Taxes on Nondeductible IRA to Roth IRA Conversions

If you are not eligible to contribute to a Roth or make a deductible contribution to a traditional IRA because your income is too high or you participate in a company retirement plan, you may choose to make nondeductible contributions to a traditional IRA. The only requirement for nondeductible contributions is that you have earned income. In 2010, the IRS began allowing taxpayers to convert traditional IRA balances to Roth accounts. This includes nondeductible contributions, as long as you pay the appropriate taxes on the conversion.

Taxes Due

If you convert your non-deductible IRA contributions to a Roth IRA account, you will probably owe some taxes on this conversion. While the non-deductible contributions portion will not incur a taxable event, any gains will be taxable. You must figure contributions to gains proportionately. For example, if you are going to convert a non-deductible IRA that contains $10,000 in contributions and $10,000 in investment gains, 50 percent of that account is investment gains, therefore, 50 percent of the $20,000 conversion is taxable.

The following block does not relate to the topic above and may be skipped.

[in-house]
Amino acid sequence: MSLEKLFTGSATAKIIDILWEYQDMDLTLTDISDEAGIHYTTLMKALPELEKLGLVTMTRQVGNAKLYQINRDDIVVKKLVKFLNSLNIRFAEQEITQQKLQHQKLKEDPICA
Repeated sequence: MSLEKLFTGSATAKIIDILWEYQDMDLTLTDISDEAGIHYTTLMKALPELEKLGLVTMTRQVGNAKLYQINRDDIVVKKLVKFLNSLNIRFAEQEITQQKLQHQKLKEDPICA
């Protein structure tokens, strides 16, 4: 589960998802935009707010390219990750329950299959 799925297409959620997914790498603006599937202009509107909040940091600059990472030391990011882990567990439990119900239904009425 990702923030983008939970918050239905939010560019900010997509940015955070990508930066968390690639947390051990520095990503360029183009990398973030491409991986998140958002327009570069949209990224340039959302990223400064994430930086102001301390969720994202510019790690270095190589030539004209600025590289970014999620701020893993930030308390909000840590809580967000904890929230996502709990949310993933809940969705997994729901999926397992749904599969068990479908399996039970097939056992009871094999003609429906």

Taxed at Income Rates

The taxes due on the converted non-deductible IRA are calculated at the rate for your normal income. If you are in the 25 percent tax bracket, and you owe taxes on $10,000 of your conversion, you will pay $2,500 in federal taxes as normal income tax.

Future Benefits

The biggest advantage to converting a non-deductible IRA to a Roth and taking the tax-hit for the conversion, is that all of the future gains on the account are non-taxable when you withdraw the money at retirement age. This is a substantial benefit, and for many, makes it worth it to do the conversion as soon as possible.

Backdoor Roth IRA

You can also use the non-deductible IRA as a way to fund a Roth IRA if you are not allowed to contribute to a Roth because your adjusted gross income exceeds the maximum allowed. No income requirements exist to convert a non-deductible IRA. By making a non-deductible contribution to an IRA and immediately converting that contribution to a Roth, you can fund a Roth IRA if you would not otherwise qualify.

About the Author

Craig Woodman began writing professionally in 2007. Woodman's articles have been published in "Professional Distributor" magazine and in various online publications. He has written extensively on automotive issues, business, personal finance and recreational vehicles. Woodman is pursuing a Bachelor of Science in finance through online education.

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